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This Introduction explains the characteristics of Western Buddhist travel narratives as a genre and their value as a source of religious insight. These stories are autobiographical accounts of a journey to a Buddhist culture. They often describe a transformative religious experience, “unselfing,” when a person’s sense of self is radically altered. The Buddhist concept of no-self helps authors interpret this kind of experience, and it also provokes and enables such events. No-self is a challenging idea for Westerners trying to understand and reconcile it with their culture’s understanding of the self. Autobiographical accounts, in particular travel narratives, disclose crucial features of self-transformation and interpret the meaning of no-self in diverse ways and in contrast to theoretical and philosophical forms of discourse. The structure and topics of the book’s chapters are outlined.
In five sections, this Conclusion correlates the features of Western Buddhist travel narratives with understandings of no-self. It reflects on what stories can show that is obscured by theories and explains the distinctive value of autobiographical narratives for interpreting no-self and experiences of unselfing. The theory developed builds on the ideas of Steven Collins, Ann Taves, John Hick, and others. Western narratives are compared to an eighteenth-century Tibetan autobiography as interpreted by Janet Gyatso. A fourth section reflects on why travel narratives often portray experiences of unselfing. Finally, a theory is proposed that links experiences of unselfing with autobiographical writing as related aspects of religious transformation. Self-transformation is the central theme of contemporary spiritual autobiography and the deepest religious concern at work in Buddhist thinking about no-self. Western Buddhist travel narratives offer crucial insights and wisdom about these matters.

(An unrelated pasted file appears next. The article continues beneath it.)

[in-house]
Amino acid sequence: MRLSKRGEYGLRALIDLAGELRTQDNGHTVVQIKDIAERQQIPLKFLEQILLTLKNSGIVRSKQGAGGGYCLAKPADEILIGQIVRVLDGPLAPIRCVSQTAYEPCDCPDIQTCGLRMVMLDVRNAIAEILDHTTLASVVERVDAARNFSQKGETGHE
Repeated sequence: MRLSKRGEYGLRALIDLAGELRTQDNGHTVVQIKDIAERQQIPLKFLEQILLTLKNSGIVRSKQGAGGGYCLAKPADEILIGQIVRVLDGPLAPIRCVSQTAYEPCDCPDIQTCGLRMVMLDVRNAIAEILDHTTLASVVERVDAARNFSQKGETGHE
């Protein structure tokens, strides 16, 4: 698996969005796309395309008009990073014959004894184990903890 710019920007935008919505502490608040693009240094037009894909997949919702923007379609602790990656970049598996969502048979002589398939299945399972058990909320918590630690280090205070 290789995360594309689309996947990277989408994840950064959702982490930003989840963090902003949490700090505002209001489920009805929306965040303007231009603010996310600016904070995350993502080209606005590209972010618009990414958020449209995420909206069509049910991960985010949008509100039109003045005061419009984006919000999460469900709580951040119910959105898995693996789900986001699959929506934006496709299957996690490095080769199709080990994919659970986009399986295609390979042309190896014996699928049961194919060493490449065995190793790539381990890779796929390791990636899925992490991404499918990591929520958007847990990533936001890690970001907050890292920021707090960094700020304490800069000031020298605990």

Western Buddhist travel narratives are autobiographical accounts of a journey to a Buddhist culture. Dozens of such narratives have since the 1970s describe treks in Tibet, periods of residence in a Zen monastery, pilgrimages to Buddhist sites and teachers, and other Asian odysseys. The best known of these works is Peter Matthiessen's The Snow Leopard; further reflections emerge from thirty writers including John Blofeld, Jan Van de Wetering, Thomas Merton, Oliver Statler, Robert Thurman, Gretel Ehrlich, and Bill Porter. The Buddhist concept of 'no-self' helps these authors interpret certain pivotal experiences of 'unselfing' and is also a catalyst that provokes and enables such events. The writers' spiritual memoirs describe how their journeys brought about a new understanding of Buddhist enlightenment and so transformed their lives. Showing how travel can elicit self-transformation, this book is a compelling exploration of the journeys and religious changes of both individuals and Buddhism itself.
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